Lately, I've been working on some pieces of larger diameter chucked up in two Sherline Chucks (a 3 jaw and 4 jaw) using a threaded collet adaptor. I quickly found out that anything with a great diameter than a half an inch would try and "climb" over the bit even with light cuts. I didn't want to damage the beautiful antique lathe headstock hard bearing surface and the climbing made cutoff and even moderate depth cuts nerve racking and even impossible. Since I'm an inventor, I decided to solve it by defeating the deflection forces at the chuck itself thereby protecting the cone bearings on the antique headstock while achieving the higher performance and rigidity I wanted.
The result is an external chuck bearing and custom collet adaptor with bearing surface you see below.
|Watchmakers lathe external chuck bearing|
I adapted a Sherline chuck plate that threads into the back of the chuck so that it mates up with a collet I machined from some mild steel.
|Watchmakers lathe external chuck bearing with roller fingers|
I decided to design it like it was a large steady rest with extendable fingers with bearings on them so that it would adjust in size for different chuck diameters and run smoothly without adding resistance. This meant having the hoop of the bearing frame extend below the bed of the lathe which of course meant making a drop saddle that would fit over the bed and pick up the hoop at the sides.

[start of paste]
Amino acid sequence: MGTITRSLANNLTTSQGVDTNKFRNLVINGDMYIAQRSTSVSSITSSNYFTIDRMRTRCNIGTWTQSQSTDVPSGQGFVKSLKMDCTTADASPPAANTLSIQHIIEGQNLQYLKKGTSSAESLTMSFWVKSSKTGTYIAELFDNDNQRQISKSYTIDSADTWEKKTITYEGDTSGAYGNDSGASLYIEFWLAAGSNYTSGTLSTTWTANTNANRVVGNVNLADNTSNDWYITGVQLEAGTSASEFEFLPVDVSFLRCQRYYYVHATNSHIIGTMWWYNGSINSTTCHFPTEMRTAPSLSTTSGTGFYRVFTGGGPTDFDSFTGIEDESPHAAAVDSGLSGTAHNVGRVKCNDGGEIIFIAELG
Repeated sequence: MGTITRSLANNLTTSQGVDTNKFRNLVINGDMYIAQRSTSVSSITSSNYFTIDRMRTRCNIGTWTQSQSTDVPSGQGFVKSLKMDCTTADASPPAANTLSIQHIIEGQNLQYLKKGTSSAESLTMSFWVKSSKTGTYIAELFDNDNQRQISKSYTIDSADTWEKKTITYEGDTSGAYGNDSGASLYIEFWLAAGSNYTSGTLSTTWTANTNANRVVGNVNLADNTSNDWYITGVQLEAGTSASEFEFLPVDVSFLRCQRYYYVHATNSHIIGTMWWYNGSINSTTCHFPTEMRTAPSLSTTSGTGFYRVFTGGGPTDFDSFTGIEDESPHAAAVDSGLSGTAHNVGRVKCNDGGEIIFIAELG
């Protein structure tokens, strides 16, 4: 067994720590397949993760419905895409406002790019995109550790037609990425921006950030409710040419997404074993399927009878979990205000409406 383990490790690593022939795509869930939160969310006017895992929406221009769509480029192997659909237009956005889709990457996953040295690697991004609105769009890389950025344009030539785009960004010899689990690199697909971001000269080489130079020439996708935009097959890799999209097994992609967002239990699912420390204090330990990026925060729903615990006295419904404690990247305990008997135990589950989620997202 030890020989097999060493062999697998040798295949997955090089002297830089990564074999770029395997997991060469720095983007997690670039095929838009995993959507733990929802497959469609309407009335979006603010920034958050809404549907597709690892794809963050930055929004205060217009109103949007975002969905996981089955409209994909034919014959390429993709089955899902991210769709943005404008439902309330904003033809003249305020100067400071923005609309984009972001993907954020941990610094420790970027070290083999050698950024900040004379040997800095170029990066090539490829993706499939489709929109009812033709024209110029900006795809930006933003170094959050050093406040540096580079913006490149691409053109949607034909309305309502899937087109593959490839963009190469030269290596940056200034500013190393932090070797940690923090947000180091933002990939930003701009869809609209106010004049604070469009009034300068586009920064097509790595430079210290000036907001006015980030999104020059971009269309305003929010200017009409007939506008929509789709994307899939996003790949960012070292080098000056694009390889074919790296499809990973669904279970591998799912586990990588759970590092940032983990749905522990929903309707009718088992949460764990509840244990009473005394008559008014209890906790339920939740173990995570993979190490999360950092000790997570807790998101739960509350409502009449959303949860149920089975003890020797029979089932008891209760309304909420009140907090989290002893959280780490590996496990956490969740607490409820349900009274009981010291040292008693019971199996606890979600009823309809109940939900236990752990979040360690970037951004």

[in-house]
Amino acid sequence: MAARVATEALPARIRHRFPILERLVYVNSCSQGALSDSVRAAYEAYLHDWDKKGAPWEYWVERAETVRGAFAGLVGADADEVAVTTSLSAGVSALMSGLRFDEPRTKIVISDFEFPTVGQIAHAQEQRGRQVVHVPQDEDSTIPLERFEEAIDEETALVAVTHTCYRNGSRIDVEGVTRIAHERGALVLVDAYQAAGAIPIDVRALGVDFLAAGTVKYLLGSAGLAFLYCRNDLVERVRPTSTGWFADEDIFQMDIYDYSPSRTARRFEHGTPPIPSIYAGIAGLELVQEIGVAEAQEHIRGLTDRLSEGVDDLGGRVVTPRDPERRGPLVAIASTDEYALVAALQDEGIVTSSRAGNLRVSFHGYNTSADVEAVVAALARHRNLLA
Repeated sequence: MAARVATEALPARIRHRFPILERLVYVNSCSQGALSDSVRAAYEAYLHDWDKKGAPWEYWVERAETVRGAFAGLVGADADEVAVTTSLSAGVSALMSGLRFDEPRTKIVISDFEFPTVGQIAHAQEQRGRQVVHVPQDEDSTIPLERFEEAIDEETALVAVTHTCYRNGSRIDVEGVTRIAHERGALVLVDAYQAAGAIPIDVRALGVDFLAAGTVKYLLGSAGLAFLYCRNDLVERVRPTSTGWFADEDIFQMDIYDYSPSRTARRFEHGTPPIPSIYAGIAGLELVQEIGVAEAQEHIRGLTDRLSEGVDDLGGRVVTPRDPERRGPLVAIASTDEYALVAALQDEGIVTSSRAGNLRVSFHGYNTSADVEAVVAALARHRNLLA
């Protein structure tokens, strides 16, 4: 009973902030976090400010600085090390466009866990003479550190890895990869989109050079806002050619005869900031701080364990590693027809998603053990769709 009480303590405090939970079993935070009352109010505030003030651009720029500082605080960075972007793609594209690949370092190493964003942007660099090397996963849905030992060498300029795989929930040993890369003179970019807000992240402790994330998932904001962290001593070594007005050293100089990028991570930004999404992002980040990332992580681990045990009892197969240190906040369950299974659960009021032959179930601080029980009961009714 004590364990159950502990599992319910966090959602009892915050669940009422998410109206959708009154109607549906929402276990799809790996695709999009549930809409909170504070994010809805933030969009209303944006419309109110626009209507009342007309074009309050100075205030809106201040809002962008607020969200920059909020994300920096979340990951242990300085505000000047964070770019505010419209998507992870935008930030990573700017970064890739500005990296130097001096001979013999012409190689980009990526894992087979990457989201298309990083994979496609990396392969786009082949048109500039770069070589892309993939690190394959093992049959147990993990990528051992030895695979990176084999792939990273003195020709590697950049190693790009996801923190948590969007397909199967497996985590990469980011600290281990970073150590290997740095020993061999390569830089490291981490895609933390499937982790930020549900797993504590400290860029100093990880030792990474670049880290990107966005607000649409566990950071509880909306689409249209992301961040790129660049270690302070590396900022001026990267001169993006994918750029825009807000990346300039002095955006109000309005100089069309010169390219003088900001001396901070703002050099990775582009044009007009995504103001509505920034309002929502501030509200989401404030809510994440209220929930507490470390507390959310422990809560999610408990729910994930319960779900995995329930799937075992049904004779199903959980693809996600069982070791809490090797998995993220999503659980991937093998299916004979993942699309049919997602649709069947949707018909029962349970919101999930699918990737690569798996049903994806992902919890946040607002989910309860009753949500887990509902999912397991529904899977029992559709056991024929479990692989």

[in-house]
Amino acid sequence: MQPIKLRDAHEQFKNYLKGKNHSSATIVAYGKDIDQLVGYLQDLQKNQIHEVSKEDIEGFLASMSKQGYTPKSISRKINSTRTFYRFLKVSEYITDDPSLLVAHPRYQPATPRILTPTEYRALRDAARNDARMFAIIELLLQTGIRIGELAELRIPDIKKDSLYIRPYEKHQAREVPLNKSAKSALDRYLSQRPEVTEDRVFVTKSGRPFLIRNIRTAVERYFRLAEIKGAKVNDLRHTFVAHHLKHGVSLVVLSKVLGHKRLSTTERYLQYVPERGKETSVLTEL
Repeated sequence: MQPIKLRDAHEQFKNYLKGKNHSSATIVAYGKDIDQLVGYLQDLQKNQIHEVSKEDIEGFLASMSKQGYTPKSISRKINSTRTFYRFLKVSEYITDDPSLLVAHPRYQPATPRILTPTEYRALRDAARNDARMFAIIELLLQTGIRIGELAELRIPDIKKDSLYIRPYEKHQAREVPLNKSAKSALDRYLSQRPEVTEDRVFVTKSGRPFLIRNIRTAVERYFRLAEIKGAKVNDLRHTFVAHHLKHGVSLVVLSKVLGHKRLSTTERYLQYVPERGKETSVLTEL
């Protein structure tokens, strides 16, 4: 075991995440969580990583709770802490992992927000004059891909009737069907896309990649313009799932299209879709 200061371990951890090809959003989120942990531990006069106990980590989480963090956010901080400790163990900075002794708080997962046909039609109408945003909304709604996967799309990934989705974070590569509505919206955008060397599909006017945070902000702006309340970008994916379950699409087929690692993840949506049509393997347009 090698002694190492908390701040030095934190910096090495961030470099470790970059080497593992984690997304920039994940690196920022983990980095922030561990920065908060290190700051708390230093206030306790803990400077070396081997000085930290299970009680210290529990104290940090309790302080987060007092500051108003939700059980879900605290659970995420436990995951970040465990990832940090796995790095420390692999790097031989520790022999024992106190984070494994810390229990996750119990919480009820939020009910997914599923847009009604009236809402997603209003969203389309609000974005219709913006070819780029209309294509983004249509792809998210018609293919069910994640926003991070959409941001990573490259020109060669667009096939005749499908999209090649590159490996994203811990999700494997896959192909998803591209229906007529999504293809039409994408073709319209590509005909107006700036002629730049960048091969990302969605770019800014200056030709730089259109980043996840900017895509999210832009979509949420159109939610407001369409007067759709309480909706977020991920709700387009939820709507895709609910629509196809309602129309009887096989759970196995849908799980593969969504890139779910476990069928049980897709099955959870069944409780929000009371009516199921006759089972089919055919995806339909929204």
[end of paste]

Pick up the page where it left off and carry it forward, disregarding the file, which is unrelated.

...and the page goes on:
The whole assembly uses the same kind of attachment bolt through the split bed that all the accessories for the little lathe use.
|watchmakers lathe external chuck bearing and chuck runout adaptor|
The hoop is a cutoff piece of 8 inch diameter steel tubing. The capture housings, the fingers and the bed attachment frame are all "castings" from shapeways metal rapid prototyping process.
|Watchmakers lathe external chuck bearing made from rapid prototype printed steel fittings.|
It runs very quietly and I can now take chatterless parting cuts and moderate cuts off of much larger diameter pieces of metal without any stress being transmitted to the headstock.
A secondary advantage is that the adaptor for the chuck allowed me to really tune in the runout on the jaws down to less than 1/2 thousands of an inch!